House members ask Pentagon to stay the course on launch vehicle development

ULA Vulcan

WASHINGTON — A bipartisan group of 20 House members has asked the Defense Department not to alter the U.S. Air Force’s plans to fund development of new launch systems.

In the letter to Secretary of Defense James Mattis, dated April 10, the members said the Air Force should continue efforts to develop “complete, robust launch systems” rather than focus on specific components, such as an engine to replace the Russian-built RD-180. That approach, they argued, is the best way to end reliance on the RD-180 while providing assured access to space at reduced cost.

“Investing in the entire launch system through government and industry cost-share partnerships — rather than a specific component — is the fastest, safest, and most affordable way for the taxpayer to achieve these objectives,” they wrote. “Restricting funding only for a domestic engine will result in higher costs for the taxpayer and risks delays in ending use of the RD-180 engine.”

The Air Force made several Rocket Propulsion System awards in early 2016 to support development of both engines and full-scale vehicles, with the winning companies contributing one third of the cost of each award. In March, the Air Force issued a draft request for proposals (RFP) for the next phase of the program, called the Launch Service Agreement, with the full RFP expected this summer.

Under that program, the Air Force is expected to make up to three awards in early 2018 to fund continued development of those vehicles, including certification test flights. Among the companies expected to compete for those awards are Orbital ATK, which is developing a vehicle through its Next Generation Launch program; SpaceX, which received funding to support work on its Raptor methane engine last year; and United Launch Alliance, for its Vulcan vehicle.

Aerojet Rocketdyne also received a Rocket Propulsion System award from the Air Force last year to support work on the company’s AR1 engine, which the company is billing as a replacement for the RD-180 used on ULA’s Atlas 5. ULA has yet to make a formal decision on the engine that will power the first stage of Vulcan, but has indicated as recently as April 5 that Blue Origin’s BE-4 remains the frontrunner over the AR1.

The members who signed the letter include Rep. Adam Smith (D-Wash.), ranking member of the House Armed Services Committee. Twelve Republicans signed the letter, led by Rep. Will Hurd of Texas. Five of the members who signed the letter are from Colorado, where ULA is headquartered, while four are from Washington state, where Blue Origin is based. Three members are from Texas, where both Blue Origin and SpaceX have test facilities.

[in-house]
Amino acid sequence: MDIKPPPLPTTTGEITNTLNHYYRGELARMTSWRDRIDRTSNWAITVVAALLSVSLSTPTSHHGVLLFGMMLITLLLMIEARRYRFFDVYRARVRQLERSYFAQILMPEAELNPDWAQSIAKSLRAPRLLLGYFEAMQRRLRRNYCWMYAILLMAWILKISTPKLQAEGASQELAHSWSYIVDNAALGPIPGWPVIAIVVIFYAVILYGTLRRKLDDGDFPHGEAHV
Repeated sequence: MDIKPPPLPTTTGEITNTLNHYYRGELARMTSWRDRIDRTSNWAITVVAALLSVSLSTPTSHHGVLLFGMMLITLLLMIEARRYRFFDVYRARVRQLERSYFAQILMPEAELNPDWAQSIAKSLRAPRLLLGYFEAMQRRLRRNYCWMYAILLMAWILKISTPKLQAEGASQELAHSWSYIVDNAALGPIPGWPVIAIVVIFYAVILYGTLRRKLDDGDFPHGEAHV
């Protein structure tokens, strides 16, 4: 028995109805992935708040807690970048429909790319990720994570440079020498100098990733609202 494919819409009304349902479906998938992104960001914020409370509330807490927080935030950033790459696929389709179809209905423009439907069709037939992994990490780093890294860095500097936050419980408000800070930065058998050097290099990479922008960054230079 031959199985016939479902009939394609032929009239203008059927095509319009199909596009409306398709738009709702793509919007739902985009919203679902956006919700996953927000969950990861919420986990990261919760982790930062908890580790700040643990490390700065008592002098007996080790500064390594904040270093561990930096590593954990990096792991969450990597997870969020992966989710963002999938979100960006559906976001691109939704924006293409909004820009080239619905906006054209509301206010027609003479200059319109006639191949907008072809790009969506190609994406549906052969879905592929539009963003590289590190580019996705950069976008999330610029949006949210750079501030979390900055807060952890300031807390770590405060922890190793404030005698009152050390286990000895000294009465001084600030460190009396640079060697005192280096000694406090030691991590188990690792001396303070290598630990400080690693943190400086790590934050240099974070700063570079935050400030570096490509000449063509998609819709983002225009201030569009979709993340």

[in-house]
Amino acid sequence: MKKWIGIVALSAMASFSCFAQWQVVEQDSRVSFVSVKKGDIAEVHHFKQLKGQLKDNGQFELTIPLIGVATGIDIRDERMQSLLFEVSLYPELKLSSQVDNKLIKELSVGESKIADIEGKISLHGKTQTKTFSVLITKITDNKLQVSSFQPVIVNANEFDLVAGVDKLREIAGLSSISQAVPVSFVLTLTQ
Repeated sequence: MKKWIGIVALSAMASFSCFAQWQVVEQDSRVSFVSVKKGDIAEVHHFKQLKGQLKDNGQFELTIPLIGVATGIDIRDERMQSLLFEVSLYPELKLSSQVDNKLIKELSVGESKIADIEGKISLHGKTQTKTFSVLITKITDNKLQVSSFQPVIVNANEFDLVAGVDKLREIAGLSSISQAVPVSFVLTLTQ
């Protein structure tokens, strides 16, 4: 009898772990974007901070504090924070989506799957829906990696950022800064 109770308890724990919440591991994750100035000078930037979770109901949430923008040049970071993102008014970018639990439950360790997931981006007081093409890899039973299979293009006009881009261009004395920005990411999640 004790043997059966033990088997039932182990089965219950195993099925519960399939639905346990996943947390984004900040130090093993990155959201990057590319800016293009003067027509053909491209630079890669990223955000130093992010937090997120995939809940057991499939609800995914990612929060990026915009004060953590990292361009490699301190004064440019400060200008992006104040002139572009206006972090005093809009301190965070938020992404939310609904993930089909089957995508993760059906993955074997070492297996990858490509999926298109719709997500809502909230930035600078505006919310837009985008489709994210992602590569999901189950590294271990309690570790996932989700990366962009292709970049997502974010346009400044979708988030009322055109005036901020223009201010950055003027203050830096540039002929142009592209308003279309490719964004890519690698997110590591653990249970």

Absent from the list of members who signed the bill are Reps. Mac Thornberry (R-Texas) and Mike Rogers (R-Ala.), the chairmen of the full House Armed Services Committee and its Strategic Forces Subcommittee, respectively. In February, the two sent a letter to Acting Secretary of the Air Force Lisa Disbrow and James MacStravic, performing the duties of the under secretary of defense for acquisition, calling on the government to have “full access to, oversight of, and approval rights over decision-making about any engine down-select for Vulcan (assuming they will be requesting government funding).”

In the letter, they argued that since ULA is accepting government funding to support the development of Vulcan, the government should also have insight into that process, “especially where one of the technologies is unproven at the required size and power.” That was a reference to Blue Origin’s BE-4, which will be the largest rocket engine developed to date using methane as a fuel, rather than the kerosene used by the RD-180 and AR1 engines.

Thornberry has since backtracked on the comments in that letter, telling reporters last month it was not his intent to micromanage subcontracting decisions.

Rogers, in a recent SpaceNews interview, said he was not satisfied with the pace of development of an RD-180 replacement, but also praised the capabilities of commercial launch companies. “My subcommittee, our full committee, this Congress, is committed to not stop until we have an American-made engine that can get our national security space assets launched,” he said.

DARPA and Space Systems Loral move ahead with satellite servicing program